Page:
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I'm dealing with pandas DataFrames in which columns may contain strings representing numbers, may contain unexpected non-numeric characters, and the numbers represented by the strings may be of float or int type. For example, the DataFrame may contain something like "$625,452,242.95" for a float of 625452242.95 or "53.000.395" for an int equal to 53000395. The DataFrames are being read from a CSV file, and may be quite large.

What is the most efficient way to convert all such strings in a DataFrame to the appropriate numeric types? Thank you.

share|improve this question
How do you know 53.000.395 is 53000395 but not 53000.395? – waitingkuo Jul 16 '13 at 3:46
A person could infer that (perhaps not always reliably) from looking at the rest of the values in the CSV, or by reading the associated meta data. However, I'd like an approach that doesn't go that far, and only looks at each value individually, so I'd settle for treating a rightmost period as a decimal point, and anything to the left of that being treated as a comma would be in a numeric context. – Lamps1829 Jul 16 '13 at 3:55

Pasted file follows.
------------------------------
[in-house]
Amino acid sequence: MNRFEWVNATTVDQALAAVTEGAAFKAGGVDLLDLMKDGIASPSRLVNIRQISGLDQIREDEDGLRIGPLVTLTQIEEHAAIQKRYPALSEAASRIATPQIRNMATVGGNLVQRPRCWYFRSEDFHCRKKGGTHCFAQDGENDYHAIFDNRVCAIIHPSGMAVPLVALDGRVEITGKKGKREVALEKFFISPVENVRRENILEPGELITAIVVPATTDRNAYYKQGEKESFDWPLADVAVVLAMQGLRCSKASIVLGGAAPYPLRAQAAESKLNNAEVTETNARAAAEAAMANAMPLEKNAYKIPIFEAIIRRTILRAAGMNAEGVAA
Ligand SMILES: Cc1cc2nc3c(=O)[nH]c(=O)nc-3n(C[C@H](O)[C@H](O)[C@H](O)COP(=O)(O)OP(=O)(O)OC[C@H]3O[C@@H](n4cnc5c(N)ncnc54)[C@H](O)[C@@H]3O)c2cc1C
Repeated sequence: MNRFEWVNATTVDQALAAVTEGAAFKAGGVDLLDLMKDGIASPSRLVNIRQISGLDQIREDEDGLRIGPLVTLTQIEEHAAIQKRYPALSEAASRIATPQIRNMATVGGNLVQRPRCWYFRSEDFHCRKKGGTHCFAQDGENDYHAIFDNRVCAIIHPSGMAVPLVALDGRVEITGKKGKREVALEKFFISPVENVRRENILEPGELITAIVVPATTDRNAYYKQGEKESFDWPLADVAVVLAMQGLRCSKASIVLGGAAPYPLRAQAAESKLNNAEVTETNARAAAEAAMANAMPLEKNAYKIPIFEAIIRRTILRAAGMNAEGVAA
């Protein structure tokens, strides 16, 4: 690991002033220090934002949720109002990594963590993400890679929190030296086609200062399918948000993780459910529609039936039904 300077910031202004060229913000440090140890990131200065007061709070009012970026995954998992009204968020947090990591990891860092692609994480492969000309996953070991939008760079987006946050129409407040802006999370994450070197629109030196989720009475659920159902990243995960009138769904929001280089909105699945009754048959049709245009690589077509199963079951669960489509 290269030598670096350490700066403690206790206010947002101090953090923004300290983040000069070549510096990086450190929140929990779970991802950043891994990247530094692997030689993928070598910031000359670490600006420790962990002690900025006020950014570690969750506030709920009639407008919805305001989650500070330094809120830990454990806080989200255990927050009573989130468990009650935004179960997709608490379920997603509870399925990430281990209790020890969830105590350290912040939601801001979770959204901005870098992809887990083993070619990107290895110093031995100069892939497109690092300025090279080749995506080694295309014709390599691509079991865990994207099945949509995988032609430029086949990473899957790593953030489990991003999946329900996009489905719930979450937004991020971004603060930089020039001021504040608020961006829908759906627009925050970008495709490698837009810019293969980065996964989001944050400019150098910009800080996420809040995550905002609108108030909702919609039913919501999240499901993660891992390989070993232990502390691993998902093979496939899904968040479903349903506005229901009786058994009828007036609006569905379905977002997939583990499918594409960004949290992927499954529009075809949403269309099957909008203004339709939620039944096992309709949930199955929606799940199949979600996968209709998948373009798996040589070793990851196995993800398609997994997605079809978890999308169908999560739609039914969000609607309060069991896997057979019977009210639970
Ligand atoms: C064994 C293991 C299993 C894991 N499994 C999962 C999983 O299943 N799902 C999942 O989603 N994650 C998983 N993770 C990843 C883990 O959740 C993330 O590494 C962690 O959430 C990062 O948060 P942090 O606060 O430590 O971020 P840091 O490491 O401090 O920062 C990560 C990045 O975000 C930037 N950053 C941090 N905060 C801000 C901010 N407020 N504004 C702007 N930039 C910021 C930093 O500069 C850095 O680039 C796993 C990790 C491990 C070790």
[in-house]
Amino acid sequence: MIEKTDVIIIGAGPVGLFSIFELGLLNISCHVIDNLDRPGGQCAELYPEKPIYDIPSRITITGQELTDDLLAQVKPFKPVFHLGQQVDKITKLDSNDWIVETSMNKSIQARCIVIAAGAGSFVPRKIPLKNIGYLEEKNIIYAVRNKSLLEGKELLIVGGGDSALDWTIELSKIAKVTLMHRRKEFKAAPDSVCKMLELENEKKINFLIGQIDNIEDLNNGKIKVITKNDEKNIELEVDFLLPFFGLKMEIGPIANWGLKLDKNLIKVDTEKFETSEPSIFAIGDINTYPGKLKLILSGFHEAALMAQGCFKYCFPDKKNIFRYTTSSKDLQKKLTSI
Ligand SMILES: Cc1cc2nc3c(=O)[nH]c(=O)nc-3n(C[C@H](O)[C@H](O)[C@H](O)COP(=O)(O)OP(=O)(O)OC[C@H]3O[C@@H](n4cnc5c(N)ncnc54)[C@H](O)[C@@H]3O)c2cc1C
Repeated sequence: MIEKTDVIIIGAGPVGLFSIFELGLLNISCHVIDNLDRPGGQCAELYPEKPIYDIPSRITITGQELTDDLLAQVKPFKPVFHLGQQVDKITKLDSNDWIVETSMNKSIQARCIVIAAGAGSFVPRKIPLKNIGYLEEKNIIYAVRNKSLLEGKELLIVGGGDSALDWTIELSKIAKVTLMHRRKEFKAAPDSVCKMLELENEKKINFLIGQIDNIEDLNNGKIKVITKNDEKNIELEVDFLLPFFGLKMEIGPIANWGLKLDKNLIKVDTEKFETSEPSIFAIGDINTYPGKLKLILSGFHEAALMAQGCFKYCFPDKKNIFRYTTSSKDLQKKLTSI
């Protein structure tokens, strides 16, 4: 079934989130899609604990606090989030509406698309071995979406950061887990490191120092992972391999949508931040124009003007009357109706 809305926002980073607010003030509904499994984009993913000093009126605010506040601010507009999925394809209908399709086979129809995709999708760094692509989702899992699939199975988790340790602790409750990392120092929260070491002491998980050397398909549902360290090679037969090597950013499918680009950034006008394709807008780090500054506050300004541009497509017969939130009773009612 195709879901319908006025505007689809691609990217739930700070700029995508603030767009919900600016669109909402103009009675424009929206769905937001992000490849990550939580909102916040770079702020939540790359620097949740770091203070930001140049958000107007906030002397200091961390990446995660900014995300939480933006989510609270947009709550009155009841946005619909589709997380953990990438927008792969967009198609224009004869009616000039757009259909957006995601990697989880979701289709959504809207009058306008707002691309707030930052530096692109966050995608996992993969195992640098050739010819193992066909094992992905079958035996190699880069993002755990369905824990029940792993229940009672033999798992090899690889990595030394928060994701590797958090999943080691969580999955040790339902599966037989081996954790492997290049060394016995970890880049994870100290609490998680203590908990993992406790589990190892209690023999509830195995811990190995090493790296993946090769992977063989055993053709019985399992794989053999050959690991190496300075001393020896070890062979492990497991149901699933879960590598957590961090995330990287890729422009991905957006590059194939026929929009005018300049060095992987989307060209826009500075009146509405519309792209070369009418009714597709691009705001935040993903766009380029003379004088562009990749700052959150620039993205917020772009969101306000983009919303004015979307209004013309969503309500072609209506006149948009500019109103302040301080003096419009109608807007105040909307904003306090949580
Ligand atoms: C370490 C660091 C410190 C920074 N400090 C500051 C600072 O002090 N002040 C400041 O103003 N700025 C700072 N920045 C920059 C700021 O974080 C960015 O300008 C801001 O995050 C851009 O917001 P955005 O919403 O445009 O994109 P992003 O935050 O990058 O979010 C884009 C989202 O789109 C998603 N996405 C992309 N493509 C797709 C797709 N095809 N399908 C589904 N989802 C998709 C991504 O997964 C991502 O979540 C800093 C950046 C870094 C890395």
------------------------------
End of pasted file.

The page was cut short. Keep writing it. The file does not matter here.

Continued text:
You can also try to replace those symbols and separator:

In [27]: df = pd.DataFrame([['$1,111'], ['$2,222']])

In [28]: df
0  $1,111
1  $2,222

In [29]: df[0] = df[0].str.replace(r'[$,]', '').astype('float')

In [30]: df
0  1111
1  2222
share|improve this answer

Refer to the read_csv documentation.

  • If all the thousands separators are decimals, use thousands='.'.

  • For a column with money, write a function that chops off the $ and converts the remaining string into an integer or a float. Pass it to read_csv via converters. (Again, see docs.)

I expect any custom converters will be slow -- read_csv is ruthlessly optimized in C -- so use built-in features (e.g., the thousands keyword) wherever possible.

share|improve this answer
Checking it out - thanks! – Lamps1829 Jul 16 '13 at 3:57
Warning: thousands sep doesn't work in 0.12 (and possibly before) – Andy Hayden Sep 9 '13 at 17:06

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